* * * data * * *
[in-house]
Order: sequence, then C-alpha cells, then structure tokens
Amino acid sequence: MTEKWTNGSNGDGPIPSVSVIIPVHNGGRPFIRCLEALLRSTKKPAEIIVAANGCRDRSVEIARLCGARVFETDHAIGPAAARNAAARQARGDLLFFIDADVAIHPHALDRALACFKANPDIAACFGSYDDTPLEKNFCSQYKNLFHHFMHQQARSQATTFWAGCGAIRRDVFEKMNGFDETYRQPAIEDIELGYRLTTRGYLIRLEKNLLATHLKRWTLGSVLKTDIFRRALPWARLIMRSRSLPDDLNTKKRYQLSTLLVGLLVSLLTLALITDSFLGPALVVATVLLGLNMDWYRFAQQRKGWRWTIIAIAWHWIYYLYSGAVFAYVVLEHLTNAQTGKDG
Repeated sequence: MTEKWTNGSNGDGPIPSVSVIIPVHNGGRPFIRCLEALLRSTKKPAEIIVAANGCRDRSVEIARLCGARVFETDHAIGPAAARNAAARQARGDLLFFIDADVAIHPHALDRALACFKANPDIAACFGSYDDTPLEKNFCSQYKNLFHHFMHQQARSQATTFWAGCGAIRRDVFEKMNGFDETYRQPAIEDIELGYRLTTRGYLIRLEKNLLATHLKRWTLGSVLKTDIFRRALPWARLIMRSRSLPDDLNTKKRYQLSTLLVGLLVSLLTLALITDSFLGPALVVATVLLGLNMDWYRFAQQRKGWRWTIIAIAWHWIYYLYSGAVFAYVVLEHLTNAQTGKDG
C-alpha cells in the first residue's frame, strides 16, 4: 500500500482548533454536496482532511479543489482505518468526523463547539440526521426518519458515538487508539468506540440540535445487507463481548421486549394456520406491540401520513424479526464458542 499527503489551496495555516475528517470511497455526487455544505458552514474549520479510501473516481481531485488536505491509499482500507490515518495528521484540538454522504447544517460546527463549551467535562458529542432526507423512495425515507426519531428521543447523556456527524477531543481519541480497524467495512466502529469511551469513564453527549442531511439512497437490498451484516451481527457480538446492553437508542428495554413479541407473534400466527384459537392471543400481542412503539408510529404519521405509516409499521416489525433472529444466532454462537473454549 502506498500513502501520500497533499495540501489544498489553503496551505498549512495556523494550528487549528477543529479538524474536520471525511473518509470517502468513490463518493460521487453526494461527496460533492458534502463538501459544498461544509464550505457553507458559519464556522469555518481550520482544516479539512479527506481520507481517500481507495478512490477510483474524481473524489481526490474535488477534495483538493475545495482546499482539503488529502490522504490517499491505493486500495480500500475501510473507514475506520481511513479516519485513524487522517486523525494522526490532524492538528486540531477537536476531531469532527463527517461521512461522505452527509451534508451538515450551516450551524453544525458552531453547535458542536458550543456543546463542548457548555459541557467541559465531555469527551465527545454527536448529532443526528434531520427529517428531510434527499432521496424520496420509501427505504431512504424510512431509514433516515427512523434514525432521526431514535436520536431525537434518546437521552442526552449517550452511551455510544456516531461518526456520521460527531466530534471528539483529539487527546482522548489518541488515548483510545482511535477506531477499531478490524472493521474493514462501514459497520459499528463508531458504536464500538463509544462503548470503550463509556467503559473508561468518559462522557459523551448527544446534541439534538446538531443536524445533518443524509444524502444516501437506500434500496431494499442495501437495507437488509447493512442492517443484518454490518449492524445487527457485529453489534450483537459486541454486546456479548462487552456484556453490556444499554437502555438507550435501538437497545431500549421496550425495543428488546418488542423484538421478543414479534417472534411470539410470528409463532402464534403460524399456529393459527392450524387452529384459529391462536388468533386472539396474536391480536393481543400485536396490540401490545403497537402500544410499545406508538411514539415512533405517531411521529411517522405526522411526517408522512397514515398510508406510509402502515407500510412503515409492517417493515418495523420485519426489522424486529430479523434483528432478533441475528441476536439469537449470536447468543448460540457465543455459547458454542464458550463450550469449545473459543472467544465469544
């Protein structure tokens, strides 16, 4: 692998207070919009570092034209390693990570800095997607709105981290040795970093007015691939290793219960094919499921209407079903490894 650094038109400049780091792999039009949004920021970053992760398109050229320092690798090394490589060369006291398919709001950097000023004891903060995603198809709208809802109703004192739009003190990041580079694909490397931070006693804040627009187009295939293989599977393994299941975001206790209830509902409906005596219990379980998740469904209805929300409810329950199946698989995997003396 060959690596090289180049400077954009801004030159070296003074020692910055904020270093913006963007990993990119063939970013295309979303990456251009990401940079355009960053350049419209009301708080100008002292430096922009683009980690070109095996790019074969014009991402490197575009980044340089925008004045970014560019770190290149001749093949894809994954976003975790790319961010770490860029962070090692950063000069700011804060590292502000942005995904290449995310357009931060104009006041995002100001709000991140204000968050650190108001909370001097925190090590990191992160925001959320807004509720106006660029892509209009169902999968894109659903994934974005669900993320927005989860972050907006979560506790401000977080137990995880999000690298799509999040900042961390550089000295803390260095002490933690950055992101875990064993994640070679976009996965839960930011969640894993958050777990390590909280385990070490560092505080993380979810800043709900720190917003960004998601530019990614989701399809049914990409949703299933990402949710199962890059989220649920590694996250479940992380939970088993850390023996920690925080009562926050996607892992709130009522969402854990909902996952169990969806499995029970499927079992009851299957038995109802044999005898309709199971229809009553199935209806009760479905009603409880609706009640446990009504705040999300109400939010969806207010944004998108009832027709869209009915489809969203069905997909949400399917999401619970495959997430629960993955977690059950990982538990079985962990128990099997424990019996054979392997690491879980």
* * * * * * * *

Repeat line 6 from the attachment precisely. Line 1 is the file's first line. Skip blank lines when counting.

């Protein structure tokens, strides 16, 4: 692998207070919009570092034209390693990570800095997607709105981290040795970093007015691939290793219960094919499921209407079903490894 650094038109400049780091792999039009949004920021970053992760398109050229320092690798090394490589060369006291398919709001950097000023004891903060995603198809709208809802109703004192739009003190990041580079694909490397931070006693804040627009187009295939293989599977393994299941975001206790209830509902409906005596219990379980998740469904209805929300409810329950199946698989995997003396 060959690596090289180049400077954009801004030159070296003074020692910055904020270093913006963007990993990119063939970013295309979303990456251009990401940079355009960053350049419209009301708080100008002292430096922009683009980690070109095996790019074969014009991402490197575009980044340089925008004045970014560019770190290149001749093949894809994954976003975790790319961010770490860029962070090692950063000069700011804060590292502000942005995904290449995310357009931060104009006041995002100001709000991140204000968050650190108001909370001097925190090590990191992160925001959320807004509720106006660029892509209009169902999968894109659903994934974005669900993320927005989860972050907006979560506790401000977080137990995880999000690298799509999040900042961390550089000295803390260095002490933690950055992101875990064993994640070679976009996965839960930011969640894993958050777990390590909280385990070490560092505080993380979810800043709900720190917003960004998601530019990614989701399809049914990409949703299933990402949710199962890059989220649920590694996250479940992380939970088993850390023996920690925080009562926050996607892992709130009522969402854990909902996952169990969806499995029970499927079992009851299957038995109802044999005898309709199971229809009553199935209806009760479905009603409880609706009640446990009504705040999300109400939010969806207010944004998108009832027709869209009915489809969203069905997909949400399917999401619970495959997430629960993955977690059950990982538990079985962990128990099997424990019996054979392997690491879980």